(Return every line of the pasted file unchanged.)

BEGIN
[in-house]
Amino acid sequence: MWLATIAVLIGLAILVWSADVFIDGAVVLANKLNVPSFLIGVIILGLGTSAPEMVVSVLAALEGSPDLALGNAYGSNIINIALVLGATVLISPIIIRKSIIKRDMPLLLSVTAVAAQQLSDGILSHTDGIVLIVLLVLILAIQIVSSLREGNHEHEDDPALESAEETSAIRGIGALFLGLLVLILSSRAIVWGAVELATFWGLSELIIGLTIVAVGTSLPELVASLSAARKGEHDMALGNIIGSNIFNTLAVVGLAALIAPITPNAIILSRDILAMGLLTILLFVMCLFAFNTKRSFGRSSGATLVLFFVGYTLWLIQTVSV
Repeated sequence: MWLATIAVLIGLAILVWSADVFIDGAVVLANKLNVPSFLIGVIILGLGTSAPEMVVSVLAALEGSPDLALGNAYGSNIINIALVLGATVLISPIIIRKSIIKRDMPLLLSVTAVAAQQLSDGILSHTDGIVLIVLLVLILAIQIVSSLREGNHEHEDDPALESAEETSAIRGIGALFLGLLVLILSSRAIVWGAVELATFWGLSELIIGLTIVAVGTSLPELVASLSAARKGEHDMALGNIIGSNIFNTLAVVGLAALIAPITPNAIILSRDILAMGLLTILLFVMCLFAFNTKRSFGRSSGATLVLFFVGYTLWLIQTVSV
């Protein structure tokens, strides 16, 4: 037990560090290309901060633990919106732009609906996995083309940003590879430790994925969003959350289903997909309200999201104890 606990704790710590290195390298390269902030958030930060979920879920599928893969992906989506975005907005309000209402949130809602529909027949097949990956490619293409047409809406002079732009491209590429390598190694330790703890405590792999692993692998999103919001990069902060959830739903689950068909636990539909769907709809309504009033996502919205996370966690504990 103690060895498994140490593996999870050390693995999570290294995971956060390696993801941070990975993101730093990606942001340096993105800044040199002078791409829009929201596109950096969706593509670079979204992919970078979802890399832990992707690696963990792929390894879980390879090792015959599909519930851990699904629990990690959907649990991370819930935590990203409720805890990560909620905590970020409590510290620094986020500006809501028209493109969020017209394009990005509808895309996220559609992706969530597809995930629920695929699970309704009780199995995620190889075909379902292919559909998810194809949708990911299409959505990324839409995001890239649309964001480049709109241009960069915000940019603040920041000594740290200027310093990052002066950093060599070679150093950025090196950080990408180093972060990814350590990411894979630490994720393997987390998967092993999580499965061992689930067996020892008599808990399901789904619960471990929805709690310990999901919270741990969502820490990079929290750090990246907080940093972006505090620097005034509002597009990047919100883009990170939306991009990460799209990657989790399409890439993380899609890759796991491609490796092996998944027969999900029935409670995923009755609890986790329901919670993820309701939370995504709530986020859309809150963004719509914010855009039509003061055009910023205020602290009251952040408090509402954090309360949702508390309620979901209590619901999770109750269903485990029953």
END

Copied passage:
[in-house]
Amino acid sequence: MWLATIAVLIGLAILVWSADVFIDGAVVLANKLNVPSFLIGVIILGLGTSAPEMVVSVLAALEGSPDLALGNAYGSNIINIALVLGATVLISPIIIRKSIIKRDMPLLLSVTAVAAQQLSDGILSHTDGIVLIVLLVLILAIQIVSSLREGNHEHEDDPALESAEETSAIRGIGALFLGLLVLILSSRAIVWGAVELATFWGLSELIIGLTIVAVGTSLPELVASLSAARKGEHDMALGNIIGSNIFNTLAVVGLAALIAPITPNAIILSRDILAMGLLTILLFVMCLFAFNTKRSFGRSSGATLVLFFVGYTLWLIQTVSV
Repeated sequence: MWLATIAVLIGLAILVWSADVFIDGAVVLANKLNVPSFLIGVIILGLGTSAPEMVVSVLAALEGSPDLALGNAYGSNIINIALVLGATVLISPIIIRKSIIKRDMPLLLSVTAVAAQQLSDGILSHTDGIVLIVLLVLILAIQIVSSLREGNHEHEDDPALESAEETSAIRGIGALFLGLLVLILSSRAIVWGAVELATFWGLSELIIGLTIVAVGTSLPELVASLSAARKGEHDMALGNIIGSNIFNTLAVVGLAALIAPITPNAIILSRDILAMGLLTILLFVMCLFAFNTKRSFGRSSGATLVLFFVGYTLWLIQTVSV
């Protein structure tokens, strides 16, 4: 037990560090290309901060633990919106732009609906996995083309940003590879430790994925969003959350289903997909309200999201104890 606990704790710590290195390298390269902030958030930060979920879920599928893969992906989506975005907005309000209402949130809602529909027949097949990956490619293409047409809406002079732009491209590429390598190694330790703890405590792999692993692998999103919001990069902060959830739903689950068909636990539909769907709809309504009033996502919205996370966690504990 103690060895498994140490593996999870050390693995999570290294995971956060390696993801941070990975993101730093990606942001340096993105800044040199002078791409829009929201596109950096969706593509670079979204992919970078979802890399832990992707690696963990792929390894879980390879090792015959599909519930851990699904629990990690959907649990991370819930935590990203409720805890990560909620905590970020409590510290620094986020500006809501028209493109969020017209394009990005509808895309996220559609992706969530597809995930629920695929699970309704009780199995995620190889075909379902292919559909998810194809949708990911299409959505990324839409995001890239649309964001480049709109241009960069915000940019603040920041000594740290200027310093990052002066950093060599070679150093950025090196950080990408180093972060990814350590990411894979630490994720393997987390998967092993999580499965061992689930067996020892008599808990399901789904619960471990929805709690310990999901919270741990969502820490990079929290750090990246907080940093972006505090620097005034509002597009990047919100883009990170939306991009990460799209990657989790399409890439993380899609890759796991491609490796092996998944027969999900029935409670995923009755609890986790329901919670993820309701939370995504709530986020859309809150963004719509914010855009039509003061055009910023205020602290009251952040408090509402954090309360949702508390309620979901209590619901999770109750269903485990029953």